Holding up the Mirror (or, the indecency/idiocy of shareholder science)

Tuesday, April 26, 2011

I photographed this ridiculous wall sculpture at the Department of Primary Industries (DPI) in Melbourne a few weeks ago. I was there for a symposium on weeds organised by the Weed Society of Victoria. Two friends of mine were giving papers on the ecological and social benefits of wild, autonomous plants, calling into question our governments' open cheque books to chemical companies who profit from a hyper-ideological ground war on weeds – which, in effect, is a war on our foraging commons.

It was an intense day with multiple views being aired and argued. It was clear change was in the air, not just because my pro-weed friends and others were invited to participate in a domain that has been a typically pro-war assault from science and government on self-organising floras, but because it is evident that this dumb-arse science isn't working. Katherine Wilson, writing in Meanjin back in 2009, holds up the mirror:
At the time I was among those campaigning against the Howard government's courting of Monsanto – a company that US courts had found guilty of negligence, trespass, nuisance and suppression of the truth, among other crimes. For its environmental damage, including poisoning of rivers, Monsanto is one of the very few companies found guilty, under Alabama law, of 'outrage' – a conduct 'so outrageous in character and extreme in degree as to go beyond all possible bounds of decency so as to be regarded as atrocious and utterly tolerable in civilized society'.
With CropLife Australia we don't just have Monsanto advocacy in place to court unconvinced politicians, but Monsanto's brown brothers and sisters too – Dow, Syngenta, Dupont, Bayer, Nufarm etc. Here's a taste of their greenwash:
CropLife Australia promotes a life-cycle, or stewardship, approach to the management of crop protection products. Lifecycle stewardship starts with research and development, and includes manufacture, transport and storage, through to use, and eventual disposal of waste, including empty product containers and the management of unused and unwanted registered products. Our stewardship programs raise awareness and enhance the capability of farm chemical distributors and users to manage any risk posed by these products to people, the environment or trade brought about by incorrect transport, storage or use. The overall aim of the stewardship approach is to maximise the benefits, and minimise any risk, from using crop protection products. CropLife, its members and its wholly-owned subsidiary, Agsafe, either collectively or individually undertake a range of activities to ensure that products are developed, sold, used and disposed of appropriately.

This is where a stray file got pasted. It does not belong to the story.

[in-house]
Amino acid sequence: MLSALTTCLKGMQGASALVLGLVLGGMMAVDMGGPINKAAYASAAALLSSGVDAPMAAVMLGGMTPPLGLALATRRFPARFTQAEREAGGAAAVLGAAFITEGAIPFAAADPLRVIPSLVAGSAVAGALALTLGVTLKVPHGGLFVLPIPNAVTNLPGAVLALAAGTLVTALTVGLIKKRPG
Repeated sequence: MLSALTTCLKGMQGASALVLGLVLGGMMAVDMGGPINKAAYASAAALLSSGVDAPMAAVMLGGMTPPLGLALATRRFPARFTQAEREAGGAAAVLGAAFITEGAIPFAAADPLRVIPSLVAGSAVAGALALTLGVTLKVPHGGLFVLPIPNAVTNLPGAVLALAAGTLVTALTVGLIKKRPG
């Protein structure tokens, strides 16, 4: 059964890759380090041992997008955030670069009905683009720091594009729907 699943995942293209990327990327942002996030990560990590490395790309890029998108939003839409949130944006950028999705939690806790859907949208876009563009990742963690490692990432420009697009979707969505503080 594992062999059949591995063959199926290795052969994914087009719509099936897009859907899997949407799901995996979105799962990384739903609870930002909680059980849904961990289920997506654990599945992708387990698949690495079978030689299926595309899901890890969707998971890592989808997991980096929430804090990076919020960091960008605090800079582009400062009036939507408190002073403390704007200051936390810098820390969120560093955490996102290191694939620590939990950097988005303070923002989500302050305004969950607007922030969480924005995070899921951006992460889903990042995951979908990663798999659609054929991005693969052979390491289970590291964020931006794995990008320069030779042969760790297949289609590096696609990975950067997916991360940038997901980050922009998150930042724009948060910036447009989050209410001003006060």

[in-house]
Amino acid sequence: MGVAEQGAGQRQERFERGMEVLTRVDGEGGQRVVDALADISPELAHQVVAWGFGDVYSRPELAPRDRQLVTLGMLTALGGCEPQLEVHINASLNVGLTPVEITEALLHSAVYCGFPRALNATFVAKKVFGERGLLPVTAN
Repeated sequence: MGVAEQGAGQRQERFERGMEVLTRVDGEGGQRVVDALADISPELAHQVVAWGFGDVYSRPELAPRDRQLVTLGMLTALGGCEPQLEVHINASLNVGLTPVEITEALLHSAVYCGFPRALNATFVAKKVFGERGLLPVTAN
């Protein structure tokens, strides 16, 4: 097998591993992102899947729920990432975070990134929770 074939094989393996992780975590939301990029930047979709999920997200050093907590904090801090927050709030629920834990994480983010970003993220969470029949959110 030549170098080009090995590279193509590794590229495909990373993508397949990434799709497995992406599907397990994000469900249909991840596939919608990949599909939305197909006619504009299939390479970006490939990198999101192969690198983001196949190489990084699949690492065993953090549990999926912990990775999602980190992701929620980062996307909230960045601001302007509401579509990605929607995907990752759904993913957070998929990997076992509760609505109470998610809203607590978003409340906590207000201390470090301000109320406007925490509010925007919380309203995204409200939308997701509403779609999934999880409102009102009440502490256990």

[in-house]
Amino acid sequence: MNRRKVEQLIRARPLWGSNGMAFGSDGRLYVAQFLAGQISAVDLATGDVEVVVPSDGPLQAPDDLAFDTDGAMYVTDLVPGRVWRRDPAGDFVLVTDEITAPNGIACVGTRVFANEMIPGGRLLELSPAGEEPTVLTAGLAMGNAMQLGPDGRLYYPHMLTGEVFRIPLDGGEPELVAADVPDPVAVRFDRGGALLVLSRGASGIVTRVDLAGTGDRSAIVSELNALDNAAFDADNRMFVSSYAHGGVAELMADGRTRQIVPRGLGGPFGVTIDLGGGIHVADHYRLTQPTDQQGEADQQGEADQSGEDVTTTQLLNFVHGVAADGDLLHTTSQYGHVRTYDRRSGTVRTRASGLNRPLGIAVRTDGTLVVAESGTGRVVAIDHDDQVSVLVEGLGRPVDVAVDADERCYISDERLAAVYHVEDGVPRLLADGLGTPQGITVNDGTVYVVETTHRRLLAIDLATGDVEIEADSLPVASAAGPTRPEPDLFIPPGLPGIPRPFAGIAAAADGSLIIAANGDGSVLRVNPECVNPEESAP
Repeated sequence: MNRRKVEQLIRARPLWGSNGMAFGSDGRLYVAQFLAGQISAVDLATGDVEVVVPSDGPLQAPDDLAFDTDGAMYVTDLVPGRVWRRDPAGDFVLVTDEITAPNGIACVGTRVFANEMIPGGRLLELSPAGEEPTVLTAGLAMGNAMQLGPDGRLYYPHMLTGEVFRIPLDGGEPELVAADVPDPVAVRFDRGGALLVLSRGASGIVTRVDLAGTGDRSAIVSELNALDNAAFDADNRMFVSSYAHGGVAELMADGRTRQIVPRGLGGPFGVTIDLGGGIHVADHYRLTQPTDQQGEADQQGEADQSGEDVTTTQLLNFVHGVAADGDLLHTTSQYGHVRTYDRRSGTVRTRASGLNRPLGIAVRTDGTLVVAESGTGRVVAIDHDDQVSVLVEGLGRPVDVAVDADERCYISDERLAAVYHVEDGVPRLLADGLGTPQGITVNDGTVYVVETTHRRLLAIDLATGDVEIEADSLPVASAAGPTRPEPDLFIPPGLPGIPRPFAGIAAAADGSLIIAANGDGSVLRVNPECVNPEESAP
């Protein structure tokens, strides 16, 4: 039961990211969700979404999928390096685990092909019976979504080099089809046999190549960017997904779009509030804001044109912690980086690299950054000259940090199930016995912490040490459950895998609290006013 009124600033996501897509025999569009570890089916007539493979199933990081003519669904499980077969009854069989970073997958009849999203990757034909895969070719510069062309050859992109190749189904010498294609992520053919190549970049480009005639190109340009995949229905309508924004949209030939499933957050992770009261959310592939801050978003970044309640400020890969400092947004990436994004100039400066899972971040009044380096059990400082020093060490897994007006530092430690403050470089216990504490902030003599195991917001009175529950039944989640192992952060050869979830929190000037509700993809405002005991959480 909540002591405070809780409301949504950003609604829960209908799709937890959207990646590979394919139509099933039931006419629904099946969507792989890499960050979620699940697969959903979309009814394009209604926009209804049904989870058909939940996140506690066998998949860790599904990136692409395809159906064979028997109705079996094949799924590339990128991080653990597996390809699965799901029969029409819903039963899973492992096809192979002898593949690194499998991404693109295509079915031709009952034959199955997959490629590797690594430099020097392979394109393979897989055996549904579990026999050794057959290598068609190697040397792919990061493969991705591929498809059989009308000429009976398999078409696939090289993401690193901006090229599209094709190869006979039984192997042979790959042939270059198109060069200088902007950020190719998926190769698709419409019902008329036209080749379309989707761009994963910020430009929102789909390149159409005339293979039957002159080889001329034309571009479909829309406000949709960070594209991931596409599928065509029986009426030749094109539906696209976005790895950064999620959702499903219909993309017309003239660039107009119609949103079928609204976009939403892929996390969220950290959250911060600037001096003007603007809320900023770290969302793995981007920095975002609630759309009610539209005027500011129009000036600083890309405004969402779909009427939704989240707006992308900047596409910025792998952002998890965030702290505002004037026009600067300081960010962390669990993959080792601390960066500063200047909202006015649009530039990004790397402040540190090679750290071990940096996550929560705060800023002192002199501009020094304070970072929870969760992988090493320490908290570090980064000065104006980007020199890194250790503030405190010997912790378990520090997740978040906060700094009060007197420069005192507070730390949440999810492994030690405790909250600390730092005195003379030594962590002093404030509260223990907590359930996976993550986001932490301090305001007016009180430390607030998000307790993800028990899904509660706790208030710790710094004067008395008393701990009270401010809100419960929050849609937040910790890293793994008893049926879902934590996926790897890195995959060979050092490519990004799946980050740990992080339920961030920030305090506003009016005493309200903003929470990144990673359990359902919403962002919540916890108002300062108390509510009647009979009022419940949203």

The use of life-cycle and stewardship are clever, if you are a moron. But many of us aren't buying the profit-focussed science and there seems to be a bit of a rethink at the moment as government expenditure is requiring contraction. At the end of the weeds symposium the convener asked the room "where do we want to be in thirty years time?" I answered that we will want to hope that CropLife Australia is bankrupt and out of the picture, to which he, a DPI bureaucrat, clammed up with discomfort and mumbled something like "well, we won't go there, will we".

Oh yes siree, many of us will:

including friends Diego Bonetto and David Holmgren.


Glen Dunn said...

Ha! great post. Up there with maccer's publishing and distributing 'nutrition' pamphlets. Love the sculpture... and your closing remarks... X

ronnie said...

it would have been fun to be a fly on the wall!.....

but more than that - let's talk about on-the-ground action - if we want to stand in opposition - what do you think we farming folk should do when we are issued with a council notice that we need to 'do something about those weeds or elst'..... (the 'or elst' is increasing coming to mean a very large fine... and continued insubordination leads to the attempted snaffling of your land.....)

I'm keen to hear all advice...(ps monstanto sucketh very big time)

Permapoesis said...

thanks glen, thanks ronnie,

changing public opinion certainly doesn't happen via a talkfest. although talkfests are good at gauging change at a grassroots level. we around here eat weeds for their nutrient properties and use them as nitrogen in our soils and in our composts, and the culture for this sort of thing is growing, again, as it does in times of economic decline.

we have a weeds expert in our town, alexis, who runs regular identification workshops through our neighbourhood centre, and takes people on walks. 25 at a time do it, perhaps half of them start implementing weeds and other wild plants into their diet, and now all of a sudden many people are talking up weeds, and 'the war on weeds' has come into question. our council is currently looking at alternatives to herbicides (steam-sprayed) and many of us in the community are raising awareness of the benefits - medicinally and nutritionally - of autonomous plants to the soil and to our bodies.

so, i guess the answer is in building community around positive weed use and status, while highlighting the ecocides of glysophate based weed sprays and the high cost herbicides have on the fungi, soil microbes, bees and other beings that are crucial to our well-being and survival.


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